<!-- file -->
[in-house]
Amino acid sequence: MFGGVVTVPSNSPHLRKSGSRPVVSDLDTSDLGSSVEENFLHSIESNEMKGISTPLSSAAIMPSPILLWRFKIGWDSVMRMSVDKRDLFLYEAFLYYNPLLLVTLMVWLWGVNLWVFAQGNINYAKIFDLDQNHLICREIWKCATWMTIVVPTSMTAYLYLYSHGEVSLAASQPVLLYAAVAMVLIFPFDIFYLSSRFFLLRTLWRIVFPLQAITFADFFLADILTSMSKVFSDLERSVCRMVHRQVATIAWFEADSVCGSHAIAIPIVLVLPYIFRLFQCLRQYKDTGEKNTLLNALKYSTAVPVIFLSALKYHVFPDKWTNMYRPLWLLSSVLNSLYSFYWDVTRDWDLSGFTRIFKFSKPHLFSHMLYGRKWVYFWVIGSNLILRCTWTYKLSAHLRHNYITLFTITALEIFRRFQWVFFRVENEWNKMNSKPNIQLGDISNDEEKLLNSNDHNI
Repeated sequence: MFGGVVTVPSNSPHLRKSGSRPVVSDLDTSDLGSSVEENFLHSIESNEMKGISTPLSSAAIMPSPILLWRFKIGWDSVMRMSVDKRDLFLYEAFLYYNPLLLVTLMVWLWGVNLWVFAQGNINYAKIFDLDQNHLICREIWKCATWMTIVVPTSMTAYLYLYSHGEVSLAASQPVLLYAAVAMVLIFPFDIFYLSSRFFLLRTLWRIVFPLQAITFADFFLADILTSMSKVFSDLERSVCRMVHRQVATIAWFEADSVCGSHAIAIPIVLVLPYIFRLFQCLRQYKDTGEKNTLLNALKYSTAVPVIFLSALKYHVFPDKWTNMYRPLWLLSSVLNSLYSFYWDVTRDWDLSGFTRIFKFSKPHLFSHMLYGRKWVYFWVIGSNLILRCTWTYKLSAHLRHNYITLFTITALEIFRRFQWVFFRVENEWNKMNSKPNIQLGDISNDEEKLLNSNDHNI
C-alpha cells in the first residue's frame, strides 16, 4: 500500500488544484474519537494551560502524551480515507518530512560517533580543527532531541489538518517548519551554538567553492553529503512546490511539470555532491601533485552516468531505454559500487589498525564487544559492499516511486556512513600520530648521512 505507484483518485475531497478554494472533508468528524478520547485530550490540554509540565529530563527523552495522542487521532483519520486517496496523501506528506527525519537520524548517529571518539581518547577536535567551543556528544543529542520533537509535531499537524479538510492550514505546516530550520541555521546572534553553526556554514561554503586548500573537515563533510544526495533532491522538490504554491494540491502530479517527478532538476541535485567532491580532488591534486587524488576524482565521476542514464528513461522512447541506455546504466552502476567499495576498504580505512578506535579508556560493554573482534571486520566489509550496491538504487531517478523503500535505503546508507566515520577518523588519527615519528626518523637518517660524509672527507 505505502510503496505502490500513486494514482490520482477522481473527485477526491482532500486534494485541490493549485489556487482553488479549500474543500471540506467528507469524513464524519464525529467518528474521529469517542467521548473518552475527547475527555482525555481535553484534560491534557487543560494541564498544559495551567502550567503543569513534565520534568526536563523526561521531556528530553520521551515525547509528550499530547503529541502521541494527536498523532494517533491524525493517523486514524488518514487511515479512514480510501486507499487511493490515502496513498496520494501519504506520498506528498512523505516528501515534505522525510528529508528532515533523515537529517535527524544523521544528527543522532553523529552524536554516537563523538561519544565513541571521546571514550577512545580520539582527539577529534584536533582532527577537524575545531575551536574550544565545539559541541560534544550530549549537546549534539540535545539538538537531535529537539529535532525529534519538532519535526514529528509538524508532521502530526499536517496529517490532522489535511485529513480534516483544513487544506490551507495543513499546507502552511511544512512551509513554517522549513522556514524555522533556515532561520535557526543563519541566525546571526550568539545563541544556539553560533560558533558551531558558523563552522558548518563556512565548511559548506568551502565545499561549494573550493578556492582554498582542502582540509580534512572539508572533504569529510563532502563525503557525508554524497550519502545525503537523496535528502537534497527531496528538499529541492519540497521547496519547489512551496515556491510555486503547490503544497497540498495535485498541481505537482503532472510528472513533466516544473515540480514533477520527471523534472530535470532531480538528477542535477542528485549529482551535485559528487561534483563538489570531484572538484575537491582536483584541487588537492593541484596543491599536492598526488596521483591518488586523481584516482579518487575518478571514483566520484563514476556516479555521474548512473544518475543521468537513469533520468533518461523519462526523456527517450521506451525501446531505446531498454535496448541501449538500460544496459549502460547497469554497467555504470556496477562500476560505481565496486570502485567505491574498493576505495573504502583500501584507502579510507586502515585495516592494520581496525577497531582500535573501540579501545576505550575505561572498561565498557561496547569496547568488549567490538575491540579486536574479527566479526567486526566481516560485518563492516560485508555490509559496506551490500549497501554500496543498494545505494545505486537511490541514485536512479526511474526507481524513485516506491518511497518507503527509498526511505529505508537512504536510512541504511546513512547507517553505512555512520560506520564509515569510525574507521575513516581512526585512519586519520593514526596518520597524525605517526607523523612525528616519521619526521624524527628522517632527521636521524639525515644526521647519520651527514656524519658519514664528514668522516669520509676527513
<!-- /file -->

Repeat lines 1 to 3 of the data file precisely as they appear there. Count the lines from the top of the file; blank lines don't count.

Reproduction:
[in-house]
Amino acid sequence: MFGGVVTVPSNSPHLRKSGSRPVVSDLDTSDLGSSVEENFLHSIESNEMKGISTPLSSAAIMPSPILLWRFKIGWDSVMRMSVDKRDLFLYEAFLYYNPLLLVTLMVWLWGVNLWVFAQGNINYAKIFDLDQNHLICREIWKCATWMTIVVPTSMTAYLYLYSHGEVSLAASQPVLLYAAVAMVLIFPFDIFYLSSRFFLLRTLWRIVFPLQAITFADFFLADILTSMSKVFSDLERSVCRMVHRQVATIAWFEADSVCGSHAIAIPIVLVLPYIFRLFQCLRQYKDTGEKNTLLNALKYSTAVPVIFLSALKYHVFPDKWTNMYRPLWLLSSVLNSLYSFYWDVTRDWDLSGFTRIFKFSKPHLFSHMLYGRKWVYFWVIGSNLILRCTWTYKLSAHLRHNYITLFTITALEIFRRFQWVFFRVENEWNKMNSKPNIQLGDISNDEEKLLNSNDHNI
Repeated sequence: MFGGVVTVPSNSPHLRKSGSRPVVSDLDTSDLGSSVEENFLHSIESNEMKGISTPLSSAAIMPSPILLWRFKIGWDSVMRMSVDKRDLFLYEAFLYYNPLLLVTLMVWLWGVNLWVFAQGNINYAKIFDLDQNHLICREIWKCATWMTIVVPTSMTAYLYLYSHGEVSLAASQPVLLYAAVAMVLIFPFDIFYLSSRFFLLRTLWRIVFPLQAITFADFFLADILTSMSKVFSDLERSVCRMVHRQVATIAWFEADSVCGSHAIAIPIVLVLPYIFRLFQCLRQYKDTGEKNTLLNALKYSTAVPVIFLSALKYHVFPDKWTNMYRPLWLLSSVLNSLYSFYWDVTRDWDLSGFTRIFKFSKPHLFSHMLYGRKWVYFWVIGSNLILRCTWTYKLSAHLRHNYITLFTITALEIFRRFQWVFFRVENEWNKMNSKPNIQLGDISNDEEKLLNSNDHNI